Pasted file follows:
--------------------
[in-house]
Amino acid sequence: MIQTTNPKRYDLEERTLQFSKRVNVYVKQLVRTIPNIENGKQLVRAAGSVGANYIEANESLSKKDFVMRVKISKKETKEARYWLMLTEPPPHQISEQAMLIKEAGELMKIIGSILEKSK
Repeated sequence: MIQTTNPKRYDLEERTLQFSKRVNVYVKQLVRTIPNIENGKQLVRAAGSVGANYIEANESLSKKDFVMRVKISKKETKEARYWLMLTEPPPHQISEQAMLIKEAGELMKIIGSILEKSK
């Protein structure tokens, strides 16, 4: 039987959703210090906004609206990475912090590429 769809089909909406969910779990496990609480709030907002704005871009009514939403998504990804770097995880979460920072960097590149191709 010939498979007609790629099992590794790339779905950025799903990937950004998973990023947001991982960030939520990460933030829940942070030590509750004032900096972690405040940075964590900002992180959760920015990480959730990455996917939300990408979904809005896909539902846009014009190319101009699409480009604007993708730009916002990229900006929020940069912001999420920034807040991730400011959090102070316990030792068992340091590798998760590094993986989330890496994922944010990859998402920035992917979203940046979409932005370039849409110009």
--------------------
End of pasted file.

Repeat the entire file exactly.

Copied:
[in-house]
Amino acid sequence: MIQTTNPKRYDLEERTLQFSKRVNVYVKQLVRTIPNIENGKQLVRAAGSVGANYIEANESLSKKDFVMRVKISKKETKEARYWLMLTEPPPHQISEQAMLIKEAGELMKIIGSILEKSK
Repeated sequence: MIQTTNPKRYDLEERTLQFSKRVNVYVKQLVRTIPNIENGKQLVRAAGSVGANYIEANESLSKKDFVMRVKISKKETKEARYWLMLTEPPPHQISEQAMLIKEAGELMKIIGSILEKSK
């Protein structure tokens, strides 16, 4: 039987959703210090906004609206990475912090590429 769809089909909406969910779990496990609480709030907002704005871009009514939403998504990804770097995880979460920072960097590149191709 010939498979007609790629099992590794790339779905950025799903990937950004998973990023947001991982960030939520990460933030829940942070030590509750004032900096972690405040940075964590900002992180959760920015990480959730990455996917939300990408979904809005896909539902846009014009190319101009699409480009604007993708730009916002990229900006929020940069912001999420920034807040991730400011959090102070316990030792068992340091590798998760590094993986989330890496994922944010990859998402920035992917979203940046979409932005370039849409110009």